First, there’s a lesson for people like me, who may find ourselves being snobbish or condescending about music that means a great deal to many people. These lyrics are lovely, and once again tell the story of grace in a way that’s concise and immediate. The facts of the situation: “Here we are, the bandaged and bruised, awaiting a cure… here you are, our beautiful King who brings us relief.” And the response is to gather together and rejoice in the gift of grace: “We lift up our voices and open our hands to cling to the love that we can’t understand.” If I just heard the original, I’m sure I’d miss the beauty of this.
But the second lesson cuts the other way. I may be pulling this out of the air, but it’s interesting to me that Aiuto’s arrangement drops Crowder’s bridge from the song. Here’s the text that’s not in the Welcome Wagon version:
Oh, I can’t comprehend
I can’t take it all in
Such perfect love come
For the broken and beat
For the wounded and weak
Oh, come fall at His feet
He’s the remedy
Notice that this is the only section that uses the first person singular, the only place that says anything about “I”. In the verses and chorus, the song talks about “you” and “we” in an explicitly communal confession. This bridge shifts the focus noticeably. My question is: does the Welcome Wagon lose anything in the story by leaving this out? I don’t think so. In fact, to me there seems to be a danger in building individual psychological responses into our common worship. Speaking very much from experience, it’s a loneliness of a high degree to see yourself as the only one in the crowded stadium who can’t feel what he’s supposed to feel. I can confess the facts — “I’m a sinner, He’s the savior” — but I often find myself unable to become the “me” that praise and worship songwriters portray in their songs.
Or perhaps there just wasn’t a melody that fit this bit of text. I’ve been known to overthink things before.
As I listened to this record more and more, it starts to strike me as a blending of two other albums that have meant a lot to me. First and somewhat obviously, there’s Seven Swans, Sufjan Stevens’s album of songs inspired by Bible stories and/or Flannery O’Connor’s fiction. In terms of melodies and musical style, it’s got a lot in common withPrecious Remedies. And you’d expect this, because Precious Remedies is dedicated to Sufjan Stevens. The second album is Rich Mullins’s A Liturgy, a Legacy, & a Ragamuffin Band, an effort by Mullins and his friends to write a pop album that brought together elements of formal Christian worship and songs about secular life in a unified whole. It’s an ambitious album, trying to at least suggest the sweep of American experience, and the “Liturgy” section is a real success.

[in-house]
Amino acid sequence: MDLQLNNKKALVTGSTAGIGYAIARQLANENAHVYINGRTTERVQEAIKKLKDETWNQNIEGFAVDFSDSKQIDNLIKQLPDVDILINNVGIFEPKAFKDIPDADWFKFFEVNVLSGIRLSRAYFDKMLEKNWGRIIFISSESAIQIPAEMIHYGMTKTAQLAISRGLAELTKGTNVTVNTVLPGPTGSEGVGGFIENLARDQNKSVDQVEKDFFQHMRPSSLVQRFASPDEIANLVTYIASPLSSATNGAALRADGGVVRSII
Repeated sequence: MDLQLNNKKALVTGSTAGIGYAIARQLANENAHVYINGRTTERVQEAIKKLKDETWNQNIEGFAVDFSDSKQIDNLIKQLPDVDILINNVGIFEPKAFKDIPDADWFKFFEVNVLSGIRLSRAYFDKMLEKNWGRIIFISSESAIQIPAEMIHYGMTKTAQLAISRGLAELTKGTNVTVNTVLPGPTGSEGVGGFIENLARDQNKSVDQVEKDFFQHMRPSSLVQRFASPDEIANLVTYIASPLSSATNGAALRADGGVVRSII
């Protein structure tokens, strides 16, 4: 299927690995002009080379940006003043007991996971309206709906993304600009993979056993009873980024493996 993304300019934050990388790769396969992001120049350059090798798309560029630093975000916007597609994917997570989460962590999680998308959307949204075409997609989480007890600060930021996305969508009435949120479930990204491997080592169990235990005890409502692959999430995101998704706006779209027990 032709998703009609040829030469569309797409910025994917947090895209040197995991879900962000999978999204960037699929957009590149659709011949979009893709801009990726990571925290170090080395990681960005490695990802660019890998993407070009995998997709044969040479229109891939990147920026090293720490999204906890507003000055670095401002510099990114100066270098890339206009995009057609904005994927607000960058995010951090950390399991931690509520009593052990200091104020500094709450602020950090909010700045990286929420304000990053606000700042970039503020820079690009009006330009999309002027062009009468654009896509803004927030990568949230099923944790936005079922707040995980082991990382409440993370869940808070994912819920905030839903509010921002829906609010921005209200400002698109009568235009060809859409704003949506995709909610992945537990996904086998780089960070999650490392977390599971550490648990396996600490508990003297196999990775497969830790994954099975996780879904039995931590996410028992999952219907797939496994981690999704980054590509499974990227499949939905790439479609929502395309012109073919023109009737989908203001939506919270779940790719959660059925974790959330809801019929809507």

Precious Remedies is a little less grandly conceived — The Welcome Wagon isn’t trying to wrestle down the whole complicated legacy of the United States — but it does a similar thing in drawing together Christian worship and the day-to-day, particularly in the remarkable sequence of songs on the second half of the album centering on the communion hymn “Draw Nigh and Take the Body of the Lord.” The music for this song is remarkable. A little skip in the time signature sets the song apart from the normal four-four and waltz beats on the other songs and maybe accounts for the tingle this song sends down my spine. A clarinet wanders around on this rhythm, suggesting an awed walk to the altar rail. “Draw Nigh” is preceded by a hymn of hope and followed by a hymn of celebration, which leads to a very straightforward and joyous benediction: “God Be with You Till We Meet Again,” in a really bouncy pop arrangement that makes you want to dance your way out of a sanctuary and into the afternoon sunlight.
All of this evokes Christian communion’s way of being at once mysterious and everyday. The album begins with a series of songs confessing human sinfulness and hoping for salvation, and also adds songs about friendship, hinting at the ways in which we can pass peace (so to speak) to each other in response to grace. In the communion song, all those threads somehow weave together. But it’s at heart a folky song, so that on some level it’s also utterly familiar. Again, isn’t this like real life?
Until We Meet Again
I’ve been thinking about art-for-art and art-for-life recently. There’s art that challenges your idea of what music can be. This kind of music is exciting, and gets accolades from critics. But there’s also art that is good because it fits well in the context of a life. Though Vito Aiuto isn’t a virtuoso songwriter like Sufjan Stevens or Rich Mullins, he’s very good, and I think he, Monique, and their band of collaborators have given us an album that will give a measure of comfort and help on the journey of faith, on the quest to live in the light of grace.
This review was originally published at Mockingbird. Visit their site for publication, conference information, and online resources.